Grand Strategy and Power Transitions: What We Can Learn from Great Britain

  • By Charles A. Kupchan, Georgetown University and Council on Foreign Relations
July 12, 2011

This essay draws lessons for great-power grand strategy from the history of Great Britain and its effort to manage the hegemonic power transitions that spawned World War I and World War II. It focuses on two main issues. The first is the diplomacy of managing power transitions. At the turn of the twentieth century, Britain faced a rapidly changing strategic landscape. London had to deal with the simultaneous rise of three major powers – the United States, Germany, and Japan.

U.S.-Russian Relations and the Rise of China

  • By
  • Anatol Lieven,
  • New America Foundation
July 11, 2011

Since the end of the Cold War and the collapse of the Soviet Union, U.S. policies towards Russia have been characterized by a level of hostility which is not justified by Russian threats to U.S. interests. These U.S. attitudes towards Russia have both encouraged and been encouraged by a strategy of the expansion of U.S.

Exploring the Relationship Between Asset Holding and Family Economic Strain

  • By David W. Rothwell and Anna Goren, McGill University
July 11, 2011

A recent Gallup Poll captured the social zeitgeist of an America attempting to emerge from the 2008 Great Recession. The nationally representative survey showed that feelings of psychological distress such as worry, anger, and depression increased with the duration of joblessness. Less than 40 percent of those who had been searching for a job for at least 11 weeks rated their lives as ‘thriving’, while most unemployed Americans expected that they would have to settle for a job that they did not want.

Rethinking the American Social Contract

  • By
  • Lauren Damme,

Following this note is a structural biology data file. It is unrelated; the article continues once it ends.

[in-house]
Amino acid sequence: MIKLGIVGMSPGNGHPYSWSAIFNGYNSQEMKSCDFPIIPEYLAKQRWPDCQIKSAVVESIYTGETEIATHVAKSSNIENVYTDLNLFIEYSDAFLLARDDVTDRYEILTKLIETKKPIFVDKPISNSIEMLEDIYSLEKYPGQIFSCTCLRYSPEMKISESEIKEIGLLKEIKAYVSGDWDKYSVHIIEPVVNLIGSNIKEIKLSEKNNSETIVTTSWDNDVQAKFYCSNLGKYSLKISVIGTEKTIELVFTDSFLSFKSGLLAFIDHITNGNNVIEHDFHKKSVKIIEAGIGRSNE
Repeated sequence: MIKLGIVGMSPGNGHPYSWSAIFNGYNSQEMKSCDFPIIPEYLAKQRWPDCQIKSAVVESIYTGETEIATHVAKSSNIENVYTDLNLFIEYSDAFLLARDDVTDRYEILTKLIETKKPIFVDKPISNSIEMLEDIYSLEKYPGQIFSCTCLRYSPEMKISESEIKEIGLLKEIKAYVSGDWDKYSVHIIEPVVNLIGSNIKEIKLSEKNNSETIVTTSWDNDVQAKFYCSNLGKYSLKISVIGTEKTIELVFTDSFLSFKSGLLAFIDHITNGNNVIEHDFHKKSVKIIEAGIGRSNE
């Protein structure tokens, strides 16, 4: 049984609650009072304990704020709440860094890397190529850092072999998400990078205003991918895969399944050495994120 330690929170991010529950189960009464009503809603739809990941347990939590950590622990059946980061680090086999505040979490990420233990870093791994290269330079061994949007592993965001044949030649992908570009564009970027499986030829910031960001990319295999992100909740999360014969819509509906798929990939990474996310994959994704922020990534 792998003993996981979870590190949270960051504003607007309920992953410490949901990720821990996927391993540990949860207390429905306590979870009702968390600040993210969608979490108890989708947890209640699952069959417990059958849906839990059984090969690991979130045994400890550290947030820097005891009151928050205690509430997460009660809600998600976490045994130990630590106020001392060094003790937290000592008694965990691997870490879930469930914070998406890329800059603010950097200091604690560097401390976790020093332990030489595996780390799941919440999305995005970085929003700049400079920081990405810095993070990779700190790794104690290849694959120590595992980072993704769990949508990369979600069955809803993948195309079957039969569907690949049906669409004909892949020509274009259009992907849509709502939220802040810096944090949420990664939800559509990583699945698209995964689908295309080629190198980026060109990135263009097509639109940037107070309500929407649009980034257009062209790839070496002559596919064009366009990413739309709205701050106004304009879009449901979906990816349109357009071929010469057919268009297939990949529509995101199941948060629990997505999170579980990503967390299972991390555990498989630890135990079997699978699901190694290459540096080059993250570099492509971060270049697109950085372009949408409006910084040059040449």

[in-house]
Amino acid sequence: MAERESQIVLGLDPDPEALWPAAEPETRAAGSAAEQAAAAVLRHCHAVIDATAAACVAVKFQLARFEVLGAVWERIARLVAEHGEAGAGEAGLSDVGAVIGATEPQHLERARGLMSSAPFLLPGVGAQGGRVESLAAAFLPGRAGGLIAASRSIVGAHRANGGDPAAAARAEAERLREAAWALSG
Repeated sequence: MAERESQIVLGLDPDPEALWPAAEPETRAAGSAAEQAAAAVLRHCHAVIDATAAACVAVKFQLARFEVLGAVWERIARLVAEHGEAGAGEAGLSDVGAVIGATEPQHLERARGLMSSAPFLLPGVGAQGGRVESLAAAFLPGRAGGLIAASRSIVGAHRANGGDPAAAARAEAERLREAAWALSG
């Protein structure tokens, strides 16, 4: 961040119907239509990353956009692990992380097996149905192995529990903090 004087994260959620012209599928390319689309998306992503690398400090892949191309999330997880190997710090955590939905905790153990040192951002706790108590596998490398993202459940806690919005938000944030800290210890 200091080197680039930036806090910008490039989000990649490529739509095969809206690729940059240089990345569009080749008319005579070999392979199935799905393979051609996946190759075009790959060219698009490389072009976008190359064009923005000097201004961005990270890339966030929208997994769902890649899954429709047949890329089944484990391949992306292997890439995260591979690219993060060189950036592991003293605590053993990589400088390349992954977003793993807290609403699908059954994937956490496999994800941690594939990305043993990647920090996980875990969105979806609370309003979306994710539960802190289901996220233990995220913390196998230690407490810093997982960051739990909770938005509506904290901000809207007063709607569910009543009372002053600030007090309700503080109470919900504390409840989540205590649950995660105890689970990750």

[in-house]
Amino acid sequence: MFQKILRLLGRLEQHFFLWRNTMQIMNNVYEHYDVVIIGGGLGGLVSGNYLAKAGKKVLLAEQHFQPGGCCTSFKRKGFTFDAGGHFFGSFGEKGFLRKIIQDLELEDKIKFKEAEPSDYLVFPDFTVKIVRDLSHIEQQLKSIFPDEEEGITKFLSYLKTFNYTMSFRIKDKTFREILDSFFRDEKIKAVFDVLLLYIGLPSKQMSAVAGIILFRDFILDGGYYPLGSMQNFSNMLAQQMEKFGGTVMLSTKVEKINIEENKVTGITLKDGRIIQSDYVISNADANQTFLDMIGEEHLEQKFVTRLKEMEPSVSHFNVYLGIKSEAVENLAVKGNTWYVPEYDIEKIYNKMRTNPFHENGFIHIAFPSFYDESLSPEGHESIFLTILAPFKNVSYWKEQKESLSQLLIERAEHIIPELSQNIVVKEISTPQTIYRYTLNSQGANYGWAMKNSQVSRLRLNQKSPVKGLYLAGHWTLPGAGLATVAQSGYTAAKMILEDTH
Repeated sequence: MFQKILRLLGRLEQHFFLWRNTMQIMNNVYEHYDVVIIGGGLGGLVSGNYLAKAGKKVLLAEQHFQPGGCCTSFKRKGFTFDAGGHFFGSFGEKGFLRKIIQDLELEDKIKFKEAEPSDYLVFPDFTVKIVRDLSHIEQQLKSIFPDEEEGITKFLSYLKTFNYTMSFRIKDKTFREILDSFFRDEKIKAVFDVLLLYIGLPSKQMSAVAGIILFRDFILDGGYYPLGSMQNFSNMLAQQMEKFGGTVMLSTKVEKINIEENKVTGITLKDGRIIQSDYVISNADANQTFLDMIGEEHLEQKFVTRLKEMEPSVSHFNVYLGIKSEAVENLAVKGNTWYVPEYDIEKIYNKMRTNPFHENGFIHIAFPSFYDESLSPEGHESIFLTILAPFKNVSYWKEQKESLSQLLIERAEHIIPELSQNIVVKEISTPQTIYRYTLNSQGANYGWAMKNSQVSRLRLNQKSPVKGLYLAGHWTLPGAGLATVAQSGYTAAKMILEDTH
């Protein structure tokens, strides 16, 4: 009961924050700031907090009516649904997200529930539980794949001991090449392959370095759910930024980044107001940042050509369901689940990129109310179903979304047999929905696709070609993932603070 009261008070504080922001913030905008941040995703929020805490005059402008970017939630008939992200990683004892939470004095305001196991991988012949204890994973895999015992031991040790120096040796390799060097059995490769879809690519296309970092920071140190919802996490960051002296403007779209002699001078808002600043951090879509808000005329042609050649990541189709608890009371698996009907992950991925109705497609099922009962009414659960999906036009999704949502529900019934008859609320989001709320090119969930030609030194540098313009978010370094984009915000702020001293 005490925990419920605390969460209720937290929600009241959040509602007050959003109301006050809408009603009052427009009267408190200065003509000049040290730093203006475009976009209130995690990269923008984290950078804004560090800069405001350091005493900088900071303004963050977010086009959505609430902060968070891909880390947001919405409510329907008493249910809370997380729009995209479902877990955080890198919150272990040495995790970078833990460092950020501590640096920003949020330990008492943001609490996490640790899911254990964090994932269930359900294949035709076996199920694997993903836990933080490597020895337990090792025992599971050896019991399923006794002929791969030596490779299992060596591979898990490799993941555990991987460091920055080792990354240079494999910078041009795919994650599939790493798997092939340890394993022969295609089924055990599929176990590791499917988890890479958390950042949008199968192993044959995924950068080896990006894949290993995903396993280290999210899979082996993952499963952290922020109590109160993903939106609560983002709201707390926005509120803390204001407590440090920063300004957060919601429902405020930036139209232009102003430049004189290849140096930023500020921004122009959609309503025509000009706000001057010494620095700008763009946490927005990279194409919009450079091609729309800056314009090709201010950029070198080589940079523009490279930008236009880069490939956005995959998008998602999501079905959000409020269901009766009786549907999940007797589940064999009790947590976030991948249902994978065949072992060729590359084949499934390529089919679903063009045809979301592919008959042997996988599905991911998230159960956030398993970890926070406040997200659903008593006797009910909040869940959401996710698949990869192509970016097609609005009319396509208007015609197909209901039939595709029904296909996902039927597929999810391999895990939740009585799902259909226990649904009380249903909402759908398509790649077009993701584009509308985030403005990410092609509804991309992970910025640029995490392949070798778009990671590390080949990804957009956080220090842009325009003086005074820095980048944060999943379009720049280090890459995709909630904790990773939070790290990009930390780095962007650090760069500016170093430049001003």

• New America Foundation
July 7, 2011

The evolution of certain aspects of the American social contract has lagged behind that of other developed countries for decades, but the insecurity resulting from our lack of social protections has traditionally been offset by high employment levels, a stable middle class and widespread perceived opportunity for upward mobility. The value of this trade-off has been undermined, though, by unequal wage growth and polarization of the labor market into low and high skill jobs, with a decline of middle income jobs and the retirement and health benefits that accompanied them.

The Militant Pipeline

  • By Paul Cruickshank
July 6, 2011

A decade after 9/11, despite growing concerns over Yemen, Pakistan’s Federally Administered Tribal Areas (FATA) and swaths of the country’s northwest arguably remain al Qaeda ’s main safe haven, and the area from which it can hatch its most dangerous plots against the West.[i] Al Qaeda’s presence in these areas has long threatened international security.

Import Money - Export Goods

  • By Robert Atkinson, President, Information Technology and Innovation Foundation
July 5, 2011

Things are not working. Two years after the National Bureau of Economic Research (NBER) declared the recovery underway, it is clear that things are not working, at least not in the sense that most Americans expect. The U.S. economy is like an aging sports car running on three cylinders, fouled spark plugs and a flat tire.

Industrial Policy: Bring It On

  • By Katherine S. Newman, James B. Knapp Dean of the Zanvyl Krieger School of Arts and Sciences, Johns Hopkins University
July 5, 2011

Amidst the doom and gloom surrounding the labor market, there are bright spots that offer some hope for the return of good jobs in the United States. Foremost among them is the resurgence of employment in durable goods manufacturing.

CRFB's Long-Term Realistic Baseline

June 30, 2011

The Committee for a Responsible Federal Budget has updated its “Realistic Baseline” using projections from the Congressional Budget Office’s most recent Long-Term Budget Outlook.

The Public Option

  • By Timothy A. Canova, Betty Hutton Williams Professor of International Economic Law, Chapman University School of Law